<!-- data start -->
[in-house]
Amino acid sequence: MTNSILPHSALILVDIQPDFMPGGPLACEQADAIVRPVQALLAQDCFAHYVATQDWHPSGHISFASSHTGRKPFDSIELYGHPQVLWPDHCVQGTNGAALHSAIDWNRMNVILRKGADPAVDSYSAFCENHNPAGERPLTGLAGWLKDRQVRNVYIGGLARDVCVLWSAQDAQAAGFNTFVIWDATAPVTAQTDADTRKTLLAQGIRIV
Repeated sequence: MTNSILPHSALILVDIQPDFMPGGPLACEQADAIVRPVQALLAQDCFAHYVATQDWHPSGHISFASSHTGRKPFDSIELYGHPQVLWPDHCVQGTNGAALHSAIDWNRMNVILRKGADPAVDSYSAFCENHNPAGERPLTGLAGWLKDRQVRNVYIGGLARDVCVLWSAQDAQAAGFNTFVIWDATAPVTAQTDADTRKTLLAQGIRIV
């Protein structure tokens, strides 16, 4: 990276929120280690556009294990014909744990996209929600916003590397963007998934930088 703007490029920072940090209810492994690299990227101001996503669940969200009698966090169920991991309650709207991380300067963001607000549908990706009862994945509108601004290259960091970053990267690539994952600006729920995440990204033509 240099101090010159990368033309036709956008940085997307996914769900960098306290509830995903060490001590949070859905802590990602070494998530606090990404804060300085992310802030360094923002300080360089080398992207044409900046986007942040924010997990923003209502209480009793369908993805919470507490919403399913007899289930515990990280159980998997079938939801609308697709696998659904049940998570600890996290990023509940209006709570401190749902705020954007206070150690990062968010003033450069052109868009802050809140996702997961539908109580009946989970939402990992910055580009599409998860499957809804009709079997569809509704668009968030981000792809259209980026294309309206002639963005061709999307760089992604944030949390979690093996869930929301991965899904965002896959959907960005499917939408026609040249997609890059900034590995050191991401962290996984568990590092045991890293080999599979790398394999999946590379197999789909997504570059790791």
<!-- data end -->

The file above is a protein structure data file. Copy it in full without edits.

[in-house]
Amino acid sequence: MTNSILPHSALILVDIQPDFMPGGPLACEQADAIVRPVQALLAQDCFAHYVATQDWHPSGHISFASSHTGRKPFDSIELYGHPQVLWPDHCVQGTNGAALHSAIDWNRMNVILRKGADPAVDSYSAFCENHNPAGERPLTGLAGWLKDRQVRNVYIGGLARDVCVLWSAQDAQAAGFNTFVIWDATAPVTAQTDADTRKTLLAQGIRIV
Repeated sequence: MTNSILPHSALILVDIQPDFMPGGPLACEQADAIVRPVQALLAQDCFAHYVATQDWHPSGHISFASSHTGRKPFDSIELYGHPQVLWPDHCVQGTNGAALHSAIDWNRMNVILRKGADPAVDSYSAFCENHNPAGERPLTGLAGWLKDRQVRNVYIGGLARDVCVLWSAQDAQAAGFNTFVIWDATAPVTAQTDADTRKTLLAQGIRIV
């Protein structure tokens, strides 16, 4: 990276929120280690556009294990014909744990996209929600916003590397963007998934930088 703007490029920072940090209810492994690299990227101001996503669940969200009698966090169920991991309650709207991380300067963001607000549908990706009862994945509108601004290259960091970053990267690539994952600006729920995440990204033509 240099101090010159990368033309036709956008940085997307996914769900960098306290509830995903060490001590949070859905802590990602070494998530606090990404804060300085992310802030360094923002300080360089080398992207044409900046986007942040924010997990923003209502209480009793369908993805919470507490919403399913007899289930515990990280159980998997079938939801609308697709696998659904049940998570600890996290990023509940209006709570401190749902705020954007206070150690990062968010003033450069052109868009802050809140996702997961539908109580009946989970939402990992910055580009599409998860499957809804009709079997569809509704668009968030981000792809259209980026294309309206002639963005061709999307760089992604944030949390979690093996869930929301991965899904965002896959959907960005499917939408026609040249997609890059900034590995050191991401962290996984568990590092045991890293080999599979790398394999999946590379197999789909997504570059790791």